# Graphing Data with Python – Matplotlib

When dealing with data analysis problems, it is essential to have the possibility of observing them in some graphical form, therefore in this series of articles I will try to illustrate how to draw graphs in a simple way using python and some libraries created for the purpose.

For the following examples I will use Jupyter notebook, so if you don’t know what it is I invite you to take a look at this article. A possible alternative could be google colab.

For the following examples I will use Jupyter notebook, so if you don’t know what it is I invite you to take a look at this article. A possible alternative could be google colab . |

Well, if you’ve already installed Jupyter, start creating a new notebook, otherwise I suggest you take a step back and install the software to follow the example step by step.

#### Creating the Jupyter notebook project

Open a shell, create a new directory and run the command jupyter notebook

mkdir MATPLOTLIB cd MATPLOTLIB/ jupyter notebook

a window of your browser will open

at this point select the Python 3 interpreter to initialize the environment

The first library we are going to study is:

#### Matplotlib

Matplotlib is a library with which you can draw 2d and 3d plots. To use it, the first thing we have to do is import it, so we will take advantage of pyplot which offers a programming interface similar to MATLAB.

import matplotlib.pyplot as plt

we also import a very powerful math library numpy

import numpy as np

we choose a function to graph

def retta(x): return 4*x+1

we define the x range from 0 to 100

x=np.arange(100)

the straight line is defined by:

y=retta(x)

let’s draw the graph

plt.plot(x,y)

here I report the example in jupyter.

let’s try to do the same example but with a slightly more complex graph

import matplotlib.pyplot as plt import numpy as np def f(x): return 20 + 105*np.cos(x)*np.sin(x+30) + 144*np.exp(0.5/x+1) x=np.arange(-100,100) y=f(x) plt.plot(x,y)

let’s try to explore the possibilities offered by pyplot.

To change the color of the graphs we can use the instruction:

plt.plot(x,y, color="<color_RGB>")

for example

plt.plot(x, y, color='3412F3')

to change the range of the axes I can use the instructions:

**plt.xlim(left_x,right_x)** or **plt.ylim(bottom_y,top_y)**

for example

plt.xlim(-10,76) plt.ylim(-100,600) plt.plot(x, y)

if instead we wanted, for example, to draw a graph with a dashed or dotted line, we could use the parameter **linestyle=”dashed” **o **linestyle=”dotted” **for example:

plt.plot(x,y,linestyle="dashed")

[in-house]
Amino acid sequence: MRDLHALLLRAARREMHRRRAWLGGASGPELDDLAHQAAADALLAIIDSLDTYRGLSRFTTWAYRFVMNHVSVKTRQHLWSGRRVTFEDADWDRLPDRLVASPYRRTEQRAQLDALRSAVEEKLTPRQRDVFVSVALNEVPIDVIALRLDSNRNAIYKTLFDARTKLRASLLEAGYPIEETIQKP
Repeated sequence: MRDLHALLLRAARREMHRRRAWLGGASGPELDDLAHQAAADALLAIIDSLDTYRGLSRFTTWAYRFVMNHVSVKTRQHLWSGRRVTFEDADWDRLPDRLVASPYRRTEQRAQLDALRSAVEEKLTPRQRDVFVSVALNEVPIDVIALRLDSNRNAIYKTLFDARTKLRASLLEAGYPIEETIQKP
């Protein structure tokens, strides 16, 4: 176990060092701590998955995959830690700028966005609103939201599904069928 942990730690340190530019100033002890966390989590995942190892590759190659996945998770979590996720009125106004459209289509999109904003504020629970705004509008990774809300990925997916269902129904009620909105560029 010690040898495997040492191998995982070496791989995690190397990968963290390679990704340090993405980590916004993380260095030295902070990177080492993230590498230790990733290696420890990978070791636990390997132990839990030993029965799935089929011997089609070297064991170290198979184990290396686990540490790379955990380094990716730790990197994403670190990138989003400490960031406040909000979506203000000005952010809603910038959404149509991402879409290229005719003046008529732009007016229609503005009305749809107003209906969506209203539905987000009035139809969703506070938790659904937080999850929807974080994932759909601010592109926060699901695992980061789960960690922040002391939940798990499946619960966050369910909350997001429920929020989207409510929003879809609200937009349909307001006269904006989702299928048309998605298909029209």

If we wanted to use markers we could use the parameter **marker=’o’**

plt.plot(x,y, marker='o')

to add information to the axes or a legend we can use the following instructions:

plt.plot(x,y,label="y=f(x)") plt.title("esempio di grafico") plt.xlabel("andamento delle x") plt.ylabel("andamento della f(x)") plt.legend()

To draw multiple graphs we can follow the following approach:

- we define the functions to graph,
- we define the range of the x’s
- we “plot” the graphs by repeating the plot command for the number of functions to be represented.

import matplotlib.pyplot as plt import numpy as np def f(x): return 20 + 105*np.cos(x)*np.sin(x+30) + 144*np.exp(0.5/x+1) def retta(x): return 4*x+1 x=np.arange(-100,100) plt.plot(x,f(x)) plt.plot(x,retta(x))

Obviously it is possible to use the various parameters in a single instruction, for example to represent a purple function, with circular markers and dashed line style we can write:

plt.plot(x, y, color='#8712F3', marker='o', linestyle='dashed', linewidth=2, markersize=12)

I am passionate about technology and the many nuances of the IT world. Since my early university years, I have participated in significant Internet-related projects. Over the years, I have been involved in the startup, development, and management of several companies. In the early stages of my career, I worked as a consultant in the Italian IT sector, actively participating in national and international projects for companies such as Ericsson, Telecom, Tin.it, Accenture, Tiscali, and CNR. Since 2010, I have been involved in startups through one of my companies, Techintouch S.r.l. Thanks to the collaboration with Digital Magics SpA, of which I am a partner in Campania, I support and accelerate local businesses.

Currently, I hold the positions of:

CTO at MareGroup

CTO at Innoida

Co-CEO at Techintouch s.r.l.

Board member at StepFund GP SA

A manager and entrepreneur since 2000, I have been:

CEO and founder of Eclettica S.r.l., a company specializing in software development and System Integration

Partner for Campania at Digital Magics S.p.A.

CTO and co-founder of Nexsoft S.p.A, a company specializing in IT service consulting and System Integration solution development

CTO of ITsys S.r.l., a company specializing in IT system management, where I actively participated in the startup phase.

I have always been a dreamer, curious about new things, and in search of “*new worlds to explore*.”